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Thought-Process to Discover Knowledge

Welcome to nubtrek.

Books and other education websites provide "matter-of-fact" knowledge. Instead, nubtrek provides a thought-process to discover knowledge.

In each of the topic, the outline of the thought-process, for that topic, is provided for learners and educators.

Read in the blogs more about the unique learning experience at nubtrek.continue

In this lesson, identities are explained in general.

 •  identity is a statement of one expression modified as per PEMA / CADI properties to arrive at a different expression.

 •  These two expressions are identical.

 •  And, identities are studied because one form of identity can be modified into its equivalent form for some purpose.

It is very important to go through this once to understand in-equalities in algebra.



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What does 'identity' mean?

  • It is just a name.
  • equality of two expressions; left and right hand side are identical
  • equality of two expressions; left and right hand side are identical

Answer is 'equality of two expressions; left and right hand side are identical'

Identities are statements that specify two expressions as equal.

In numerical terms, some examples of the identities are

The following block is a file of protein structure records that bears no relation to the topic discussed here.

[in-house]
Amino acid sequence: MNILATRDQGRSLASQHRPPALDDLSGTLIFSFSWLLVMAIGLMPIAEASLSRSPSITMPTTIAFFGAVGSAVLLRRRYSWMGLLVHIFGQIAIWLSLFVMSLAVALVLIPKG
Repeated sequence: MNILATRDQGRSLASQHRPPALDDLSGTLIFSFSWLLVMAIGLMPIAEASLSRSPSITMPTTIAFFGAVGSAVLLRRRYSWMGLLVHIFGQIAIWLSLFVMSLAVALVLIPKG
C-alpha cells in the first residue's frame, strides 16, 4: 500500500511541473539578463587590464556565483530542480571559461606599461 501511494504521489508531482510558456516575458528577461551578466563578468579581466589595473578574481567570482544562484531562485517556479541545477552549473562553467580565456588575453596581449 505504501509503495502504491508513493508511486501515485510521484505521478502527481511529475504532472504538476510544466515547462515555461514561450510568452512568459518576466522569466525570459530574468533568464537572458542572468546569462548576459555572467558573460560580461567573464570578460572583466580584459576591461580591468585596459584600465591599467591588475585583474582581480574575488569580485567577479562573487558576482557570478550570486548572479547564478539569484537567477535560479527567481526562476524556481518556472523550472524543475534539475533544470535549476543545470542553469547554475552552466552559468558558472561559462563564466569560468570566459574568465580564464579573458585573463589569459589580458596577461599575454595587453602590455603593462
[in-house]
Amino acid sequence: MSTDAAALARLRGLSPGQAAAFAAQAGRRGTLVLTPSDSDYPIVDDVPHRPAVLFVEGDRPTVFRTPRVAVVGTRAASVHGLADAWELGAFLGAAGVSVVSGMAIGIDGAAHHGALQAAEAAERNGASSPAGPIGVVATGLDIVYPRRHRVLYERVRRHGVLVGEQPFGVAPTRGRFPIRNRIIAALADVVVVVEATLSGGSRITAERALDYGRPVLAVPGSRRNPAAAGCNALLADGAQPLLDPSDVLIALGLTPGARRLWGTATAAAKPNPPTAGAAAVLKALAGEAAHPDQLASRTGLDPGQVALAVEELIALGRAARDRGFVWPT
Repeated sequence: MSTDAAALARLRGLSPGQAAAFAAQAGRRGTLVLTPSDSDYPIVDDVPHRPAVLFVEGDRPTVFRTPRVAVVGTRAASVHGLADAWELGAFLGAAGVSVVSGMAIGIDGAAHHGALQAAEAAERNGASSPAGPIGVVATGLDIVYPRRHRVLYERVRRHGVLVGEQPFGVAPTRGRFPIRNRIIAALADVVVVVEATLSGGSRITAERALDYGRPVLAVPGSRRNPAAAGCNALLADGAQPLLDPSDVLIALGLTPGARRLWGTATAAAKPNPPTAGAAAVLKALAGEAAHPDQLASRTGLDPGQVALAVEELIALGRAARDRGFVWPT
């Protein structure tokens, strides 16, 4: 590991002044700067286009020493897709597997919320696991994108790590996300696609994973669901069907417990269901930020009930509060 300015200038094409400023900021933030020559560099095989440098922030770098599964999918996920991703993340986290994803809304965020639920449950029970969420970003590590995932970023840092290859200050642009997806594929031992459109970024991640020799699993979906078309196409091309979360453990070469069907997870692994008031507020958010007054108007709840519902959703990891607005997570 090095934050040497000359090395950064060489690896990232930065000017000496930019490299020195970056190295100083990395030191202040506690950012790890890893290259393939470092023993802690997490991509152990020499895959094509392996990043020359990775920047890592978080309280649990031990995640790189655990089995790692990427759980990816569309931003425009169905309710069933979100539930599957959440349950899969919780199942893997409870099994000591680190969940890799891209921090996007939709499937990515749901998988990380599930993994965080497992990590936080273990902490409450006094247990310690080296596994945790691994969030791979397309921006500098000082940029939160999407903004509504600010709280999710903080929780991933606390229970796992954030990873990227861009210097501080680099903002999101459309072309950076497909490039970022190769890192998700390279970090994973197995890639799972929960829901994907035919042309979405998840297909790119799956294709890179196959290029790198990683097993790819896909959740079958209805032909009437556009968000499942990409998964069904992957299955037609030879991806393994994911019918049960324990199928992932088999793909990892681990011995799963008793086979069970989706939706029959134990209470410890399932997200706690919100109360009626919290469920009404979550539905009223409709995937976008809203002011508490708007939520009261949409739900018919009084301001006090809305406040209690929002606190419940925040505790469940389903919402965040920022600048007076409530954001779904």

•  `5xx(2+3) = 5xx2+5xx3`
(left hand side equals to right hand side )
 •  `4-0 = 4`
(left hand side and right hand side are equal.)

Similar to identities of numerical expressions, algebraic identities are statements that specify two algebraic expressions as equal.
(left hand side equals right hand side)
 •  `a^2+2a^2+b = 3a^2+b`
 •  `(2+x)x = x^2+2x`

Consider the expression `(2 + 3) xx (1 + 5)`. Which of the following equals the given expression?

  • `= 2xx1 + 3xx1 + 2xx5 + 3xx5`
  • `= 2xx1 + 3xx1 + 2xx5 + 3xx5`
  • `=2 + 3xx1 + 5`

The answer is "`= 2xx1 + 3xx1 + 2xx5 + 3xx5`"

`color(coral)((2 + 3))xx color(deepskyblue)((1 + 5))`

`2+3` is a number by closure property and by distributive property it is distributed over addition
`=color(coral)((2 + 3))xx color(deepskyblue)((1))` + `color(coral)((2 + 3))xx color(deepskyblue)((5))`

by distributive property `=color(coral)((2))xx color(deepskyblue)((1))` + `color(coral)((3))xx color(deepskyblue)((1))`

`=color(coral)((2))xx color(deepskyblue)((5))` + `color(coral)((3))xx color(deepskyblue)((5))`

This proves that for any number `p, q, b, c` the following is true. `color(coral)((p+q))xx color(deepskyblue)((b+c))`
`= color(coral)(p) color(deepskyblue)(b) + color(coral)(q)color(deepskyblue)(b) + color(coral)(p) color(deepskyblue)(c) + color(coral)(q)color(deepskyblue)(c)`

The left hand side might be complex to compute, wherein the right hand side is easier to compute. For example `98 xx 98` involves large values to multiply and add. The same in `100xx100 -100xx2-100xx2+2xx2` is simpler.

Algebraic identities are equations of two expressions wherein one expression is modified per PEMA precedence / CADI Laws and Properties of Arithmetics to derive the other equivalent expression.

                            
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